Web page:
KUCHING: The completion of the northern grid will further enhance Sarawak’s power generation capacity as Sarawak Energy is eyeing power export opportunities to Sabah, Indonesia and Brunei.
Sarawak Energy group chief executive officer Sharbini Suhaili said the initiative will take Sarawak closer to realising the Borneo Grid to deliver uninterrupted power supply throughout the state by 2025.
“Our regional ambition is to become the Asean powerhouse. We have started to export power to West Kalimantan and we are in the process of agreeing with Sabah as well as to discuss with Brunei in the next couple of weeks,” he told a Media Business Update 2018 at its headquarters here yesterday.
“The vision is to connect the entire state so that we can have power exchange agreements very much like countries in Europe,” he said.
The utility firm has been in talks with Sabah for power exchange agreement but Sharbini said they would not be exporting until after year 2020 or 2021 when the northern grid is ready particularly the Lawas transmission line.
“We are in the final stage of the agreement which also touched on how much power we have and able to export by then.
“As for potential power development in Myanmar, we are looking at hydro project opportunities but we are not moving fast in this direction as it is something that we want to do in our next phase of growth,” he added.
In the next couple of years, he said Sarawak Energy will be focusing on Kalimantan especially involvement in hydro power projects.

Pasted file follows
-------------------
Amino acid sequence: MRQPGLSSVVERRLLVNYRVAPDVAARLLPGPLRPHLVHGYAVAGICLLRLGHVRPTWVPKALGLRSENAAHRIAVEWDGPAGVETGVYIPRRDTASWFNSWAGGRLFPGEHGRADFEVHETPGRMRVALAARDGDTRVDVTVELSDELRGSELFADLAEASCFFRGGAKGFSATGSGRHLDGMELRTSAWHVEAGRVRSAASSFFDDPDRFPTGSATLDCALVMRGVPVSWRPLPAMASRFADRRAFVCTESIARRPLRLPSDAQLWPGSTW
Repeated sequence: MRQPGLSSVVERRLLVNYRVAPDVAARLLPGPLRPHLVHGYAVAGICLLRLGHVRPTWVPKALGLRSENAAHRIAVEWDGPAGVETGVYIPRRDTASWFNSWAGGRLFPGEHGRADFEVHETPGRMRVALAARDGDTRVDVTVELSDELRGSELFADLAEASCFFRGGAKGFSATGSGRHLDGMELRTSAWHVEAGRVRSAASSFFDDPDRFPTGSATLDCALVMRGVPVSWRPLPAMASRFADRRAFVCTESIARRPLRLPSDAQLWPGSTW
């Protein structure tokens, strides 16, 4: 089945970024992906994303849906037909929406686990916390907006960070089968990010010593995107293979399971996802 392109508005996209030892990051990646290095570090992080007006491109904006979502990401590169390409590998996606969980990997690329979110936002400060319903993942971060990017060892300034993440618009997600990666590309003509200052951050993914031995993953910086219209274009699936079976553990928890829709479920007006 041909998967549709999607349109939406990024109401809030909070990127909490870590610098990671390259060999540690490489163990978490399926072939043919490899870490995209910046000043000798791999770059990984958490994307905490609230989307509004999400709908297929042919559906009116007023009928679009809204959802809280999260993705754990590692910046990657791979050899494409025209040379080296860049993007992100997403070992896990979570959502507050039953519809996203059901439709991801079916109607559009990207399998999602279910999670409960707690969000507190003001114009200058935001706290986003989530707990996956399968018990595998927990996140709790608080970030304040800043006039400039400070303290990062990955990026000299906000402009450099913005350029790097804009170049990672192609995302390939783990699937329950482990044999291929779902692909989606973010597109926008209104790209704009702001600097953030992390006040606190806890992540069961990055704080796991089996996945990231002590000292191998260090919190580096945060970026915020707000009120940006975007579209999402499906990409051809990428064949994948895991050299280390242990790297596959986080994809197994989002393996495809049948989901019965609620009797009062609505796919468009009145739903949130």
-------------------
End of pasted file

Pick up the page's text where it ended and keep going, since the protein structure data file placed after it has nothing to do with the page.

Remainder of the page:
Sharbini added that the current power generation capacity is 4,700MW through hydro and thermal (coal and gas) whereby the three hydroelectric dams – Batang Ai, Bakun and Murum – have a combined (installed capacity) of 3,500MW.
“Sarawak has the lowest average tariff (unsubsidised) in Malaysia at 28.5 sen per kilowatt hour compared to TNB at 39 sen and Sabah 33 sen as well as amongst the lowest average tariff in the region.
“We serve a population of 2.6 million covering 650,000 domestic, commercial, industrial and export customers through an extensive transmission and distribution network,” he added.
Other development in the pipeline to ensure security of supply for the state include the Balingian coal power plant, which will come on stream at the end of this year while the combine-cycle gas turbine in Tanjung Kidurong, Bintulu will come on stream in 2021.
“The 1,285MW Baleh dam, costing RM8 billion, will also boost Sarawak Energy’s generation capacity when it comes on stream,” he said.
Its construction has a total of eight packages namely road projects, explosive magazine, operator’s village, diversion tunnels, transmission line, mechanical works and clearing of biomass.
“Five packages have already been awarded and the diversion tunnel works have commenced. The remaining three packages (transmission line, mechanical works and clearing of biomass) should be awarded soon,” he added.
On the development of hydrogen and fuel cell technology, Sharbini said they were working hard on putting the facility in place first.
“We are already generating hydrogen in our Sejingkat Power Plant to cool down generators but to be adopted for transportation is something different so we
need to work very closely with relevant authorities including JPJ, DOSH as well as the state government.”
He also reiterated Sarawak Energy’s commitment in supporting and realising the Chief Minister Datuk Patinggi Abang Johari Tun Openg’s mission to put hydrogen powered vehicles in the city’s road by this year.
SEB’s group chief operating officer Lu Yew Hung, Sesco CEO Lau Kim Swee, executive vice president of corporate services Aisah Eden and SEB Power CEO James Ung were among those present.